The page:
Estate planning is not only planning the distribution of your property when you pass away, but planning to make the most of deductions and exemptions for estate taxes. We discuss three deductions that reduce federal estate taxes.
1. Unlimited Marital Deduction
The unlimited marital deduction allows a spouse to pass unlimited property to the surviving spouse with no limit to the value of the property. There is a drawback to using this as the sole method of reducing estate taxes, as it could increase the tax burden of the surviving spouse’s estate, creating a tax issue for the heirs. It is also noteworthy that the unlimited marital deduction does not apply if the surviving spouse is not a U.S. citizen, even if the spouse is a legal resident.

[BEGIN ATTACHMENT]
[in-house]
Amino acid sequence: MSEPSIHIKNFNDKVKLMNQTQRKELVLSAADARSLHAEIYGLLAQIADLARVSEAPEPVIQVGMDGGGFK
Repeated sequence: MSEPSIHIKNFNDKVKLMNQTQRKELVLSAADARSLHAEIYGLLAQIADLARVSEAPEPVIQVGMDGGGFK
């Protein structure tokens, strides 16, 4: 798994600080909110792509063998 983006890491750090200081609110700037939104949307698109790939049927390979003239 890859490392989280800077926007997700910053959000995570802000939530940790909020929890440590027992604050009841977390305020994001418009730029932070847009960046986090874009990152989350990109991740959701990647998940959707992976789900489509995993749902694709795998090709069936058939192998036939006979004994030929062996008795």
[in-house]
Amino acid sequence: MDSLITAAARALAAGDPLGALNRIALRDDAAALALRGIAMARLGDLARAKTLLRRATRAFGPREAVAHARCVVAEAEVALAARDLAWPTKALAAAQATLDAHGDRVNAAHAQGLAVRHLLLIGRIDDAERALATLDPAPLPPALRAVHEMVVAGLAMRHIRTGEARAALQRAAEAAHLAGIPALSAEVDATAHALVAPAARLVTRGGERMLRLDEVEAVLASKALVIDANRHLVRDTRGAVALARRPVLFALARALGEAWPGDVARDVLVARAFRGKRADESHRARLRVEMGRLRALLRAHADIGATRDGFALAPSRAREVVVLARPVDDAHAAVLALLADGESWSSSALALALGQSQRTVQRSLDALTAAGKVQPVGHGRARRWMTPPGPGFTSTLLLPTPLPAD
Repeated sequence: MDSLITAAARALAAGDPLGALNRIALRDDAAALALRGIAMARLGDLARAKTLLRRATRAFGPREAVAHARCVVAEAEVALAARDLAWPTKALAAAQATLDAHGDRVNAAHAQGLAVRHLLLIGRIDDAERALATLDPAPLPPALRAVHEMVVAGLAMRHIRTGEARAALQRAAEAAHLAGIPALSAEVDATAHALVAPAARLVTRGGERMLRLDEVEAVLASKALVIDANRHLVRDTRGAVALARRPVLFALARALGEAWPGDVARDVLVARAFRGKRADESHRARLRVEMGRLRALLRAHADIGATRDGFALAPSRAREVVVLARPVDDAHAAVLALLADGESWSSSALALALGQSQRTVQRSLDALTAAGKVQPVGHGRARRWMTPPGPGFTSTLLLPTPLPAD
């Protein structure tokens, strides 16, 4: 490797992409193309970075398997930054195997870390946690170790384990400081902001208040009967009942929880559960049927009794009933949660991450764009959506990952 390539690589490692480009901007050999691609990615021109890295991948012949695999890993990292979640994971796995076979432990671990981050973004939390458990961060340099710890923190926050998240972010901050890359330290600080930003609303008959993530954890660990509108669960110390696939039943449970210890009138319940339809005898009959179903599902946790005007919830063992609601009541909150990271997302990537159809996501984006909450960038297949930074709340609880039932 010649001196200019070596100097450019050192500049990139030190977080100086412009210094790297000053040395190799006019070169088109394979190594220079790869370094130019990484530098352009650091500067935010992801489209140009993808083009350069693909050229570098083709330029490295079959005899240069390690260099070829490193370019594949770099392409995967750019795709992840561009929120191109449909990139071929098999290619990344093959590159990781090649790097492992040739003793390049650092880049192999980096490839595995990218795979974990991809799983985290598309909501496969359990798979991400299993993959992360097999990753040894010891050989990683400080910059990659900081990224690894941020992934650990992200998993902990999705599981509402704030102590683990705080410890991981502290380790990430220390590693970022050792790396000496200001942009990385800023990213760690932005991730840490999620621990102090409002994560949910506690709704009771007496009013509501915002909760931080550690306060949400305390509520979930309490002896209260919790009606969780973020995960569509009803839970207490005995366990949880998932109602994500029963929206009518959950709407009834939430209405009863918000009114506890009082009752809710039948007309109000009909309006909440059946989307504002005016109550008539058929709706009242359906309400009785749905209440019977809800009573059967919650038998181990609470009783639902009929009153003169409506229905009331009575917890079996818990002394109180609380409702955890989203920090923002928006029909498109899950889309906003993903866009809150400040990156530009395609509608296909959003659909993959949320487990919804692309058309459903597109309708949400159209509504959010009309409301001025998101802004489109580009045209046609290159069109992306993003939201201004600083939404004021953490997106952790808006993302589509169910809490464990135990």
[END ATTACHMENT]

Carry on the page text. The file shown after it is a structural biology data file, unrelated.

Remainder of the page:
2. Charitable Deductions
Property left to a qualified, tax-exempt organization is also exempt from estate taxes, and estate planning tools include charitable bequests and charitable remainder trusts to take advantage of this deduction while honoring an institution or cause that you find worthy.
3. Personal Exemption
The Federal threshold for estate taxes has been in the news in 2010, as a 2001 law technically repealed the Federal estate tax in 2010. In 2011, the Federal estate tax returns, and the property exempted from Federal estate taxes will be just $1 million. Considering the property subject to the estate tax includes real estate, 401K accounts, stocks and bonds and personal property, it doesn’t take much to reach this threshold within an average family.
While these deductions and exemptions reduce the estate tax burden of an estate, it’s best not to rely on them to ensure there is no tax obligation. You should plan proactively to deal with estate taxes, and work with an estate planning attorney to build a comprehensive estate plan to not only deal with estate taxes, but ensure your goals are met.